Manitoba

First Nation fire evacuees could be 'cooped up' in Winnipeg hotels for a month

Hundreds of evacuees from two eastern Manitoba First Nations could be living out of their suitcases in Winnipeg for a month as officials continue to assess the damage in the fire-threatened communities.

Hydro poles down in Little Grand Rapids and Pauingassi First Nations after fire forced evacuations last week

Collin Meekis says fellow community members from Little Grand Rapids First Nation feel 'cooped up' in hotels in Winnipeg. (Trevor Brine/CBC)

Hundreds of evacuees from two eastern Manitoba First Nations could be living out of their suitcases in Winnipeg for a month as officials continue to assess the damage in the fire-threatened communities.

"Everyone wants to go home," Collin Meekis, community health representative with Little Grand Rapids First Nation, said Tuesday. "They're stuck in the hotel, cooped up."

Everyone in Little Grand Rapids and nearby Pauingassi had been airlifted to safety by Friday as a wildfire about half the size of Winnipeg encroached on the communities and knocked out power.

One of several hydro poles damaged in fires last week near Little Grand Rapids hangs in the air. Crews are waiting for provincial approval before going to make repairs. (Submitted by Bruce Owen/Manitoba Hydro)

Evacuees from both First Nations, which are less than 20 kilometres apart about 260 kilometres northeast of Winnipeg, remain in Winnipeg hotels.

Meekis and a small group went back over the weekend to assess the damage. Two homes and a trailer were lost to the fires, he said.

"That was pretty much it, but then again that's too many," Meekis said. "It looks pretty good right now compared to that night; it looked liked hell."

Raw: Little Grand Rapids fire aftermath

4 years ago
Duration 1:12
Collin Meekis went to Little Grand Rapids on Saturday to check out the damage. He says someone must have been watching over the community because the fire burned right up to it, but most homes and buildings haven't burned.

Meekis said he has been informed it could be a month before the province lets people return to their homes, because it will take time to get plumbing back online and for Manitoba Hydro crews to replace damaged transmission lines and restore power to the fly-in communities.

"That's too long, I think. They need to put a rush order on it," Meekis said. 

"It's a waiting game. I hope that they resolve it soon."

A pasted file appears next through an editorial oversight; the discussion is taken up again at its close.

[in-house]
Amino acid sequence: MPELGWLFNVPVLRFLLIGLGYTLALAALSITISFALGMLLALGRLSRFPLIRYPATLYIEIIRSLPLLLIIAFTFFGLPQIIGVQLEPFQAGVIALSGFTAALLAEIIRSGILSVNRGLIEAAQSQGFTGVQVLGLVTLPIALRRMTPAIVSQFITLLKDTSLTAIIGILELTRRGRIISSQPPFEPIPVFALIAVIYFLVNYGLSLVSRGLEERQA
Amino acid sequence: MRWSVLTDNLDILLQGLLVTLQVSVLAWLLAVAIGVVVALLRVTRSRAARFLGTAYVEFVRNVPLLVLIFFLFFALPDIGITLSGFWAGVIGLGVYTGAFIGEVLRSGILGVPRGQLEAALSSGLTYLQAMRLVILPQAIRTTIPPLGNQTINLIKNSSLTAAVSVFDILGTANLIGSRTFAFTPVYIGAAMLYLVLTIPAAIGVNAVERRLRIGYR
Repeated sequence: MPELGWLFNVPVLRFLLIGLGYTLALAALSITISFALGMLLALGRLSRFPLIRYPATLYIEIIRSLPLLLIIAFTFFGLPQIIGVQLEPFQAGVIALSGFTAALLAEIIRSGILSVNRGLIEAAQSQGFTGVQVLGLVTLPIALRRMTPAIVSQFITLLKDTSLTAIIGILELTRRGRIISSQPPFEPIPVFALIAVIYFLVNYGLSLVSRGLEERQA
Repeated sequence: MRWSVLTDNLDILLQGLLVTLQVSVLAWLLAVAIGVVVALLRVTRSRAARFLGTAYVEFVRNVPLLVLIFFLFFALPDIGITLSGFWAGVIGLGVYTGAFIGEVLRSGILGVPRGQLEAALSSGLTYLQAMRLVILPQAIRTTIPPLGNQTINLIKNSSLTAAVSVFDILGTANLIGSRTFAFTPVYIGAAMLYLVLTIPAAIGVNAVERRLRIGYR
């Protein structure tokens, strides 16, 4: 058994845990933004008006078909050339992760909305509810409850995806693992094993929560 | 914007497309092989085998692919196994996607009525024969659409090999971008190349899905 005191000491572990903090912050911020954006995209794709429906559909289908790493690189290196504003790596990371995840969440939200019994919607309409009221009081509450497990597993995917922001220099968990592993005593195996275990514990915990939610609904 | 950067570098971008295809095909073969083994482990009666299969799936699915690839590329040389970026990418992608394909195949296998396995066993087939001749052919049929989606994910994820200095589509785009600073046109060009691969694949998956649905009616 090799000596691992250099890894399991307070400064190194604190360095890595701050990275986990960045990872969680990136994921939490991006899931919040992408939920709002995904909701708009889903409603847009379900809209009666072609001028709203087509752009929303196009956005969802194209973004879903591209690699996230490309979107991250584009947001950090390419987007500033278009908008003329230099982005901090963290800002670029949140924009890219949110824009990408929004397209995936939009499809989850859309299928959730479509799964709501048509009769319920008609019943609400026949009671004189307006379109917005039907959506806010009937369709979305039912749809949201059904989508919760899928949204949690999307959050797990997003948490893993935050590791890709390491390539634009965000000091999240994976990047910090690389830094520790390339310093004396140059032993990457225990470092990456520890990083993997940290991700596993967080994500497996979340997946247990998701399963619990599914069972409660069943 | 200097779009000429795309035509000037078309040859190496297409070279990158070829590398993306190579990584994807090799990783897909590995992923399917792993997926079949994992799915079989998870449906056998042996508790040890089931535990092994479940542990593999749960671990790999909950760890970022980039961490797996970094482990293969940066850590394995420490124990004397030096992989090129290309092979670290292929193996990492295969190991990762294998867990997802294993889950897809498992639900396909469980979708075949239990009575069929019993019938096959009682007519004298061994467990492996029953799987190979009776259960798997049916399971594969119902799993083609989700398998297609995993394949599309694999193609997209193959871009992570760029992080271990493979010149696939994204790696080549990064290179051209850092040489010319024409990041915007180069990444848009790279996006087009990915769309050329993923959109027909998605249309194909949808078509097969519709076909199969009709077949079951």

Manitoba Hydro spokesperson Bruce Owen said crews will go back to repair the fire-damaged subtransmission line and several hydro poles in the area once the province says it's OK.

Though poles have been damaged, Manitoba Hydro believes the nearest power-generating substation wasn't damaged in the fire. (Submitted by Bruce Owen/Manitoba Hydro)

The province said Monday that light rains in the area have helped firefighting efforts but the blaze is still considered out of control.

Crews continue to battle the 25,000-hectare fire four kilometres from Pauingassi, the government added, and sprinkler systems have been set up to protect homes in each community.

Provincial fire crews are still being assisted by 120 firefighters from Ontario and four water bombers from Quebec, which arrived last week.

Aerial Manitoba Hydro crews continue to assess the damage on the ground, Owen said.

Hydro still doesn't know exactly how widespread the damage is, Owen said, but he believes the local power-generating station wasn't damaged.

Red Cross spokesperson Jason Small said Monday the organization will help to co-ordinate the return to the communities once the Manitoba government confirms conditions are safe.

Power has been out in Little Grand Rapids and nearby Pauignassi since last week. (Submitted by Bruce Owen/Manitoba Hydro)

Evacuations started early last week and finished up Friday after a series of delays caused by thick smoke from the fires that created problems landing planes.

As of Monday, there have been 186 wildfires in Manitoba so far this spring — 114 is the average for this time of year — including fires that forced two other First Nations in the Interlake and northern Lake Winnipegosis region to evacuate.

A small number forced to leave Kinonjeoshtegon First Nation (also known as Jackhead), 225 kilometres north of Winnipeg, returned to their homes late last week. Fires threatening homes to the west in nearby Ashern are now under control.

Rains have helped stem the spread of a fire near Sapotaweyak Cree Nation, about 400 kilometres northwest of Winnipeg, but an evacuation order remains in place for the community. Evacuees have been staying in hotels in western Manitoba for about a week. 

A wide ban on backcountry travel has been lifted in the east, central and western regions of the province, with one exception. Campfires are only allowed between 8 p.m. and 8 a.m. In the Duck Mountains, motorized backcountry travel is also only permitted overnight. 

Meekis and his daughter are staying in a Winnipeg hotel with other Little Grand Rapids evacuees. He said while they're doing all right, larger families are finding the living conditions challenging.

"[For] a family with five, six kids, I bet it's pretty tough for them," he said.

"Most people say they want to go home now, but they can't, we can't. We've got to wait, because chief and council said we've got to wait."

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ABOUT THE AUTHOR

Bryce Hoye

Journalist

Bryce Hoye is a multi-platform Manitoba journalist covering news, science, justice, health, 2SLGBTQ issues and other community stories. He has a background in wildlife biology and occasionally works for CBC's Quirks & Quarks and Front Burner. He won a national Radio Television Digital News Association award for a 2017 feature on the history of the fur trade. He is also Prairie rep for outCBC.

With files from Meaghan Ketcheson

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